That is too bad! If I could go anywhere I'd have gone to Dr. Cheney too, but in another year, I expect the picture will have changed a lot and our options improved.
There were a number of old posts about Dr. Cheney's approach and a few members who saw him. Maybe if you do a search of old posts and threads, you'd find this information. I remember one of those threads was called, Experiences with Clonazepam.
Cheney's office is only open M, T, W and he sees very few patients a day according to a patient of his whose appt was moved in August for personal reasons by Cheney. Having a heart transplant and being on immunosuppressive drugs, is not necessarily fully recovered in the sense of returning to a fulltime practice, which he apparently did not.
You've probably checked this out (lists approximate costs and the appointment process), but it may be worth calling his office directly for the latest information.
If you don't get a lot of direct responses on this thread, you may want to use the Search feature on this forum for posts mentioning "Cheney." I remember seeing some posts by current or former Cheney patients on this forum or secondhand accounts from Cheney patients (like in the Stem Cell thread in the Treatment section).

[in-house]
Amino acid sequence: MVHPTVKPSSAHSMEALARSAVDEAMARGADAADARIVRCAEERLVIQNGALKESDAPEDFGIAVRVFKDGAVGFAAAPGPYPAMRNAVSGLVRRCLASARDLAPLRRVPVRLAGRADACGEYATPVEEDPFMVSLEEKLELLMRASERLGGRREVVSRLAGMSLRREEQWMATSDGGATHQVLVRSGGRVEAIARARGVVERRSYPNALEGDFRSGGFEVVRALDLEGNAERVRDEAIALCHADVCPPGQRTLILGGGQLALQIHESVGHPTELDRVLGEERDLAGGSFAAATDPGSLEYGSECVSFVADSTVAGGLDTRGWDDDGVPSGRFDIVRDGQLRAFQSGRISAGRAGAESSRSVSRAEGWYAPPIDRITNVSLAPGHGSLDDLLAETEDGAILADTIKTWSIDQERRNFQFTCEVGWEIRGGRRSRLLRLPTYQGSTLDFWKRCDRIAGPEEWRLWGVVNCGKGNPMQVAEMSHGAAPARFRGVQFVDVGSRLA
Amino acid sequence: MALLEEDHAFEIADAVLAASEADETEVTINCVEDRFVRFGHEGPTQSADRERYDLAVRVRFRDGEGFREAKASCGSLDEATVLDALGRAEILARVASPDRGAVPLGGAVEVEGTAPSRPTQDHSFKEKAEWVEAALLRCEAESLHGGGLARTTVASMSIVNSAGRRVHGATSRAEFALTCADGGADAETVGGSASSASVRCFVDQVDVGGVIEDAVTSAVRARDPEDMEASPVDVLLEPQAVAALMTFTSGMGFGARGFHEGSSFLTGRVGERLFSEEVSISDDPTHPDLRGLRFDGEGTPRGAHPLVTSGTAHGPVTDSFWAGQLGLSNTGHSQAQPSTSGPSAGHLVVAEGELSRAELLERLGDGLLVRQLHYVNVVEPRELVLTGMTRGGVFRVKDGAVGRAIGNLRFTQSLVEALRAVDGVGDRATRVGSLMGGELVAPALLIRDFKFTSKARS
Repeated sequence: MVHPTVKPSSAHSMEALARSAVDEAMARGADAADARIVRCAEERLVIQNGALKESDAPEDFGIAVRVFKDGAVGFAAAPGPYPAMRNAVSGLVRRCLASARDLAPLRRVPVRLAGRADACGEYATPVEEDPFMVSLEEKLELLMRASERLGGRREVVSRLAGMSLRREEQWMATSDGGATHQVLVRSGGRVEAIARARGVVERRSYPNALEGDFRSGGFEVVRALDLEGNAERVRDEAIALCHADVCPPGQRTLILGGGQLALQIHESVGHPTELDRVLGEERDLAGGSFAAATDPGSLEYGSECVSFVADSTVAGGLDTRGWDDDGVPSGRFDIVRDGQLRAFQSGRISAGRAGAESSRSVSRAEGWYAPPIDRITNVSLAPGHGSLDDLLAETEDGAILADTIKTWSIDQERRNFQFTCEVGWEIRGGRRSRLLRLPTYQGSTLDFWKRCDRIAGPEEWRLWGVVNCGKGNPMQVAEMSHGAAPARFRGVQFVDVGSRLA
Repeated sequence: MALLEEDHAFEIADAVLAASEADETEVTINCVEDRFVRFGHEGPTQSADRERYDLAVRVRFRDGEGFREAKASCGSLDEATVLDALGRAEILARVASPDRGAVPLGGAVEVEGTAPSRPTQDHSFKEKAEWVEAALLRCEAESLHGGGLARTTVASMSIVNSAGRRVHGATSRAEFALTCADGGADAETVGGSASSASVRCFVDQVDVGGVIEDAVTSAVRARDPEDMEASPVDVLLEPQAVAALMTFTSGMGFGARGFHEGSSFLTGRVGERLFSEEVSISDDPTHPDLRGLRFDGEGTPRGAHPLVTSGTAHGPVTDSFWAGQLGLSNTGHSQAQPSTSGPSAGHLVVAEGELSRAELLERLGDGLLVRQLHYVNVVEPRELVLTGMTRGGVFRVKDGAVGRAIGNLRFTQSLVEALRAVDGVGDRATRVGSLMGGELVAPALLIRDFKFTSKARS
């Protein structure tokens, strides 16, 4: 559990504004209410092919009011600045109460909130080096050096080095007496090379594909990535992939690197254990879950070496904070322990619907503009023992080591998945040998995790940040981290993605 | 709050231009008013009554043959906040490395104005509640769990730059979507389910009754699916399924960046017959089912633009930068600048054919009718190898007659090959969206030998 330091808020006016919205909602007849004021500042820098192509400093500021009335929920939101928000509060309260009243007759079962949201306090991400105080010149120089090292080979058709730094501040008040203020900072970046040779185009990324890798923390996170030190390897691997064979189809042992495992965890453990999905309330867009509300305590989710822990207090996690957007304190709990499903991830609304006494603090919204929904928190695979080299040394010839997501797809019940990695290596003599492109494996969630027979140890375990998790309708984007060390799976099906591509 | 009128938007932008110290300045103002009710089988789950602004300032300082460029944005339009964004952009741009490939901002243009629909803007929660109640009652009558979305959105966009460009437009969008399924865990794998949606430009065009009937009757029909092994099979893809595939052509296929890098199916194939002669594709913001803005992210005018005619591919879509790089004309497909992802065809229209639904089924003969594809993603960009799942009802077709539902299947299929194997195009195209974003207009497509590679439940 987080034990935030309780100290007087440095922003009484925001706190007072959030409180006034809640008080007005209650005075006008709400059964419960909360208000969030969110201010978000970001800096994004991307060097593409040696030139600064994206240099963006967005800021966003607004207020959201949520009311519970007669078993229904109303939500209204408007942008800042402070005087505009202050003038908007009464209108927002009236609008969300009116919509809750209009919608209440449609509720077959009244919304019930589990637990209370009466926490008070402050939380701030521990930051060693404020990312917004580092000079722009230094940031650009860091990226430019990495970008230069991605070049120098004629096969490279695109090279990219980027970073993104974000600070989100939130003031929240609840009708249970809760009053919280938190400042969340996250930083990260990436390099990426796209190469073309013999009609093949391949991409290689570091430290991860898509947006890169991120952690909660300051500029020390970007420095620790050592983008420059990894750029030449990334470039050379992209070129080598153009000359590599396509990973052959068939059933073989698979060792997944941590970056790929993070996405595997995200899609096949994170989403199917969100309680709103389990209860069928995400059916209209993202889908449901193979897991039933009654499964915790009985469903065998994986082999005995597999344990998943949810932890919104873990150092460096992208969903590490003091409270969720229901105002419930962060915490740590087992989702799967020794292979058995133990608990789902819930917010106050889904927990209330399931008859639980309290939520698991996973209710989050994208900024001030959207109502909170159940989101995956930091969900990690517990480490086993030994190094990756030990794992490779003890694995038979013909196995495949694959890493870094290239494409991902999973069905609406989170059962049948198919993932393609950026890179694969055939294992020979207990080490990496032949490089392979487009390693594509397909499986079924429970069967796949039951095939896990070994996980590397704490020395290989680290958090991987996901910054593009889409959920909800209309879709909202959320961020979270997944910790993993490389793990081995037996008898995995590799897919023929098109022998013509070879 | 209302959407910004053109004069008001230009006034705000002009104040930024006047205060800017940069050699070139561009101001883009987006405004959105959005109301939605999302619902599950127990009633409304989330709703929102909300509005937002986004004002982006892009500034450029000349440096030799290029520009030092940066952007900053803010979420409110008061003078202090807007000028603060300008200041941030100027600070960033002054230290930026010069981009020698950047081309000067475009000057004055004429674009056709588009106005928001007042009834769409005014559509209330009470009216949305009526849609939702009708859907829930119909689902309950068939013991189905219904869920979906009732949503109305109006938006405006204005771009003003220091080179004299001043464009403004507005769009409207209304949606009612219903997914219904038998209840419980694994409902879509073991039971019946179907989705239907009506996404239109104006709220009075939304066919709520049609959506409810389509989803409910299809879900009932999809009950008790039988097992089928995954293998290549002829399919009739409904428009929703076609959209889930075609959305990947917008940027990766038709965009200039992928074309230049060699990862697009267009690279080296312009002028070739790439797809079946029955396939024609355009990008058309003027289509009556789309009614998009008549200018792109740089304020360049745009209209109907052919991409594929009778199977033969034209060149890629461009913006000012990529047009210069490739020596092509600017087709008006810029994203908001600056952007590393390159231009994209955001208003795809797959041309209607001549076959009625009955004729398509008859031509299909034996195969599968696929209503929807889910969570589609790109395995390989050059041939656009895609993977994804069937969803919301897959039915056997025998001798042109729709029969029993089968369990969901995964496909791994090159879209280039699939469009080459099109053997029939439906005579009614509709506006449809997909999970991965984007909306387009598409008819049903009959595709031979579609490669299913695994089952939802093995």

Dr. Cheney is not at all ill from his heart transplant, only takes one anti-rejection pill a day, and is the star pupil of the Duke heart transplant people and has had his medical practice going fulyl forward for the last 4-5 years.
He only sees patients three days a week now, although before the XMRV news last fall, he often saw established patients on Thurs.
From having the heart transplant, he learned that the best treatment for his patients was to cure major organs of the body e.g.brain, gut, before trying to wrestle the causitive agent. So that is what he's currently doing along with helping us to feel the best we can as science goes forward to findinga treatment/cure for this retrovirus.
Yes, he is expensive, but he spends at least 3 or more hours with an established patient, and for new patients does not hand out a CFS diagnosis without thoroughly talking with and examing the patient.
I've had CFS for nearly 28 years, have been seeing him for 20 and feel the best now that I've ever felt.
BTW, in his first year at med school at Emory, he finished up his Ph d from Duke. Atomic physics. A very smart fellow who never hesitates to change his mind as to what is or is not helping
patients. To me that signifies both intelligence and courage, since his goal is to help us, not to protect his ego.